You describe yourself as both a scholar and activist. You use the phrase “organic intellectual work” to describe the richness of thought and practice that happens outside of academia and reference a video showing activists in Window Rock, Arizona confronting Senator John McCain about a water deal to illustrate the point. How do you interweave activism with your scholarship?
Pretty much everything that's been written in discipline of history about my people, Navajo people, has only ever talked about politics from the perspective of formal tribal governance and leadership. But, what people think of as social or grassroots movements have profoundly shaped political history. When we think of politics, we always have to be thinking: what are the people doing? What is the discourse coming out of people's movements? And, even if they don't become full-blown political resistance movements, we still have to pay attention to what's being written and said by people on the ground.
This is where that organic intellectual concept comes up. On a broad level, it describes people who engage in struggles against their oppressors, however they define the system or the group who are oppressing them. It's from the struggle itself that knowledge is produced. And there's been a lot of organic intellectual work by Navajo people who don't have formal educations but have produced some of the most incredible history and analysis of Navajo politics that I have ever seen.
For example, I look to John Redhouse who had a bachelor's degree from the University of New Mexico. He donated his papers to the library there. He wrote a lot of op-eds and unpublished essays during the 70s and 80s when he was engaged in militant activism against resource extraction and racism toward native people in reservation border towns.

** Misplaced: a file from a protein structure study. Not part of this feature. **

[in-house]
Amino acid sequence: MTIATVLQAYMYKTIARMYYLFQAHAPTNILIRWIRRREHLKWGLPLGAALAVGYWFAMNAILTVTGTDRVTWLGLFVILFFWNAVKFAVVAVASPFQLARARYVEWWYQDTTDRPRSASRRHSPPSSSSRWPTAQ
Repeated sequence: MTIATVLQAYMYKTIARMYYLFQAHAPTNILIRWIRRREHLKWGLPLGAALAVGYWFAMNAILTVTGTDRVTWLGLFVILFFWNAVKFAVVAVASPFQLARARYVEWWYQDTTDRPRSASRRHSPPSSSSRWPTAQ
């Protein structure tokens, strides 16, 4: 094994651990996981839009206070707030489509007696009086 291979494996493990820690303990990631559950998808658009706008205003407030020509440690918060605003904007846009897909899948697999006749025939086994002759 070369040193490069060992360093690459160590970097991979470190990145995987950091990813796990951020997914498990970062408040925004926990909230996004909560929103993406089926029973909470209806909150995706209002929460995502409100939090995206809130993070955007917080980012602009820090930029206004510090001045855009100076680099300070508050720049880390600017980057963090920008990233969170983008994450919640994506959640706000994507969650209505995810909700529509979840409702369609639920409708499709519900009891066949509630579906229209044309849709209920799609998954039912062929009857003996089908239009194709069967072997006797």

I also draw from the women, the Matriarch Resistors of Big Mountain, that were part of the Peabody Coal struggle. Throughout the 70s, 80s, and 90s most of the struggle against coal was centered on Black Mesa and Big Mountain where these elderly Diné women were resisting being relocated to make way for coal mining operations. At the time, they organized around religious freedom, but if you read the oral histories and testimonies that these women give as they traveled around and did newspaper interviews, they provide a profound and fascinating critique of capitalism and colonialism and biopolitics, even though they don't use any of those terms. And, I build a lot on the work of activists and other people I know who are doing this work right now in 2017 in the Navajo Nation.